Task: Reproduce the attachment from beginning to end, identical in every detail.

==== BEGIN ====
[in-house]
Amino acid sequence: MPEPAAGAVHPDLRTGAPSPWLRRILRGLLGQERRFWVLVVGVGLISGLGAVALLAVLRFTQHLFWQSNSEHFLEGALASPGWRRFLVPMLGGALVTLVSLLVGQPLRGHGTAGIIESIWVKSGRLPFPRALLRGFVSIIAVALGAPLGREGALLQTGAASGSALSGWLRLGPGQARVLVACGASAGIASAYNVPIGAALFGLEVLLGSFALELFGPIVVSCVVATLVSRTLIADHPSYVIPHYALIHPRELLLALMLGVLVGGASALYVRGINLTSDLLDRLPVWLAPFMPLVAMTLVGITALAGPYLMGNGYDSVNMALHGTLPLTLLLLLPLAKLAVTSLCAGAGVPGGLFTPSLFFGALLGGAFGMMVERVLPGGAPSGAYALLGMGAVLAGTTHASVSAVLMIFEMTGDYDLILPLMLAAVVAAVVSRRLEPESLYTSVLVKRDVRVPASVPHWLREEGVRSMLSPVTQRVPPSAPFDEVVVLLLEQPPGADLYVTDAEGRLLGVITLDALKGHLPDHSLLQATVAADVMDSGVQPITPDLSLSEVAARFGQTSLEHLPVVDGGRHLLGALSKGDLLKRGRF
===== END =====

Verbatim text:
[in-house]
Amino acid sequence: MPEPAAGAVHPDLRTGAPSPWLRRILRGLLGQERRFWVLVVGVGLISGLGAVALLAVLRFTQHLFWQSNSEHFLEGALASPGWRRFLVPMLGGALVTLVSLLVGQPLRGHGTAGIIESIWVKSGRLPFPRALLRGFVSIIAVALGAPLGREGALLQTGAASGSALSGWLRLGPGQARVLVACGASAGIASAYNVPIGAALFGLEVLLGSFALELFGPIVVSCVVATLVSRTLIADHPSYVIPHYALIHPRELLLALMLGVLVGGASALYVRGINLTSDLLDRLPVWLAPFMPLVAMTLVGITALAGPYLMGNGYDSVNMALHGTLPLTLLLLLPLAKLAVTSLCAGAGVPGGLFTPSLFFGALLGGAFGMMVERVLPGGAPSGAYALLGMGAVLAGTTHASVSAVLMIFEMTGDYDLILPLMLAAVVAAVVSRRLEPESLYTSVLVKRDVRVPASVPHWLREEGVRSMLSPVTQRVPPSAPFDEVVVLLLEQPPGADLYVTDAEGRLLGVITLDALKGHLPDHSLLQATVAADVMDSGVQPITPDLSLSEVAARFGQTSLEHLPVVDGGRHLLGALSKGDLLKRGRF